We systematically generated large-scale data sets to improve genome annotation for the nematode Caenorhabditis elegans, a key model organism. These data sets include transcriptome profiling across a developmental time course, genome-wide identification of transcription factor–binding sites, and maps of chromatin organization. From this, we created more complete and accurate gene models, including alternative splice forms and candidate noncoding RNAs. We constructed hierarchical networks of transcription factor–binding and microRNA interactions and discovered chromosomal locations bound by an unusually large number of transcription factors. Different patterns of chromatin composition and histone modification were revealed between chromosome arms and centers, with similarly prominent differences between autosomes and the X chromosome. Integrating data types, we built statistical models relating chromatin, transcription factor binding, and gene expression. Overall, our analyses ascribed putative functions to most of the conserved genome.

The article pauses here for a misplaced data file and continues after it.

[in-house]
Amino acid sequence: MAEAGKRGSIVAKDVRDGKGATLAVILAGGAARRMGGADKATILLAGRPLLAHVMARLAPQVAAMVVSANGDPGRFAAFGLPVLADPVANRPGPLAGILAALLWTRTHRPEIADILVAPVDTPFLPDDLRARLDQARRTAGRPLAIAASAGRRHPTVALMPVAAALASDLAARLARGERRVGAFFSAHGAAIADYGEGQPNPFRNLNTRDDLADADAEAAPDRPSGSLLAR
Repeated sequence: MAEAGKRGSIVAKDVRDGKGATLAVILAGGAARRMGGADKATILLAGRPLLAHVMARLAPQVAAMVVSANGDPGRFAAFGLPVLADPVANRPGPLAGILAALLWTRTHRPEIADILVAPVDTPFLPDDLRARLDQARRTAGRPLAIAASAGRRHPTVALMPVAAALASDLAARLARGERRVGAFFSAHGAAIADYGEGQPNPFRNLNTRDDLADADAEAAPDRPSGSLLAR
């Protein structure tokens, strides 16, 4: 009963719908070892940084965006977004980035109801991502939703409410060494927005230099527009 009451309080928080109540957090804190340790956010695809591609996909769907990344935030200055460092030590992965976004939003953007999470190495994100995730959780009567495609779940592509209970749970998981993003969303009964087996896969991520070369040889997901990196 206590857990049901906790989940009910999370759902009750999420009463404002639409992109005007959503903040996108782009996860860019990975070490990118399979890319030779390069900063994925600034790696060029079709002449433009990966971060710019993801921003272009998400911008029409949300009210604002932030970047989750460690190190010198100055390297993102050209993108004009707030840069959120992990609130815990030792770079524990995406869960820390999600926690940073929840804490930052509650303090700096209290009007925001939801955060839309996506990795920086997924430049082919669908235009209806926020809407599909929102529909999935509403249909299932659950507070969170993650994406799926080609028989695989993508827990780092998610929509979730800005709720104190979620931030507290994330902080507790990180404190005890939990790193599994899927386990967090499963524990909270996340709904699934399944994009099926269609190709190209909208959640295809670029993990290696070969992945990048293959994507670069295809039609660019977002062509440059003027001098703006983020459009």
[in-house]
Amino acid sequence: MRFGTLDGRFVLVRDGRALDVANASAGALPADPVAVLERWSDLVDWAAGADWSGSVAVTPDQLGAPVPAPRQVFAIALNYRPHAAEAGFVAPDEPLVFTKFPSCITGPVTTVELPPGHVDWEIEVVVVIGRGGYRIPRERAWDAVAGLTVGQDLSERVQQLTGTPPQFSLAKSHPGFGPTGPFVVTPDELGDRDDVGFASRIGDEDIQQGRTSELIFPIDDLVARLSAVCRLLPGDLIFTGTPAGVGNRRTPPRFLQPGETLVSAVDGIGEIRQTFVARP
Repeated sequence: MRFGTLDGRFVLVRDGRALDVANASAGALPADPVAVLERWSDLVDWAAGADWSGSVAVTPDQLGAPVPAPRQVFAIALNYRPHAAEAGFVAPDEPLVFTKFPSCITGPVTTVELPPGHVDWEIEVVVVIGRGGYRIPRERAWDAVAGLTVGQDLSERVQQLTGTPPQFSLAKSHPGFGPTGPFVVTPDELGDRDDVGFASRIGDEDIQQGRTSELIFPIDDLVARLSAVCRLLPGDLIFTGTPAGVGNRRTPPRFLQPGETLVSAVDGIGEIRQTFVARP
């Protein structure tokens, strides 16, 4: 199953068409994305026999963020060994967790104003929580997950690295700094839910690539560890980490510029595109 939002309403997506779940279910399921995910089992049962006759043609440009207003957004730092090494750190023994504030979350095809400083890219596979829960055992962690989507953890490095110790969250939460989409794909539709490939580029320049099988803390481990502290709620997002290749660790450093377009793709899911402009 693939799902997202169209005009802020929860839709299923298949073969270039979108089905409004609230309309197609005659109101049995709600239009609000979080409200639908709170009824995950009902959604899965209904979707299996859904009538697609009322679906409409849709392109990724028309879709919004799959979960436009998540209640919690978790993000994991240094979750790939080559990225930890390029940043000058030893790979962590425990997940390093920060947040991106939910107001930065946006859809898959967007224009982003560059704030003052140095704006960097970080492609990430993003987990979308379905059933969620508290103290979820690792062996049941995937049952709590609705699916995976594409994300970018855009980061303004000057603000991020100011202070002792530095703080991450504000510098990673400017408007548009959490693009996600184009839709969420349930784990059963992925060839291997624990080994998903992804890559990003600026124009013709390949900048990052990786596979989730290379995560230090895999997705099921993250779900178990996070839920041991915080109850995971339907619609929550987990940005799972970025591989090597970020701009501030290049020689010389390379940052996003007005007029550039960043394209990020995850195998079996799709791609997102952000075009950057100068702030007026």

Three-prime untranslated regions (3′UTRs) of metazoan messenger RNAs (mRNAs) contain numerous regulatory elements, yet remain largely uncharacterized. Using polyA capture, 3′ rapid amplification of complementary DNA (cDNA) ends, full-length cDNAs, and RNA-seq, we defined ∼26,000 distinct 3′UTRs in Caenorhabditis elegans for ∼85% of the 18,328 experimentally supported protein-coding genes and revised ∼40% of gene models. Alternative 3′UTR isoforms are frequent, often differentially expressed during development. Average 3′UTR length decreases with animal age. Surprisingly, no polyadenylation signal (PAS) was detected for 13% of polyadenylation sites, predominantly among shorter alternative isoforms. Trans-spliced (versus non–trans-spliced) mRNAs possess longer 3′UTRs and frequently contain no PAS or variant PAS. We identified conserved 3′UTR motifs, isoform-specific predicted microRNA target sites, and polyadenylation of most histone genes. Our data reveal a rich complexity of 3′UTRs, both genome-wide and throughout development.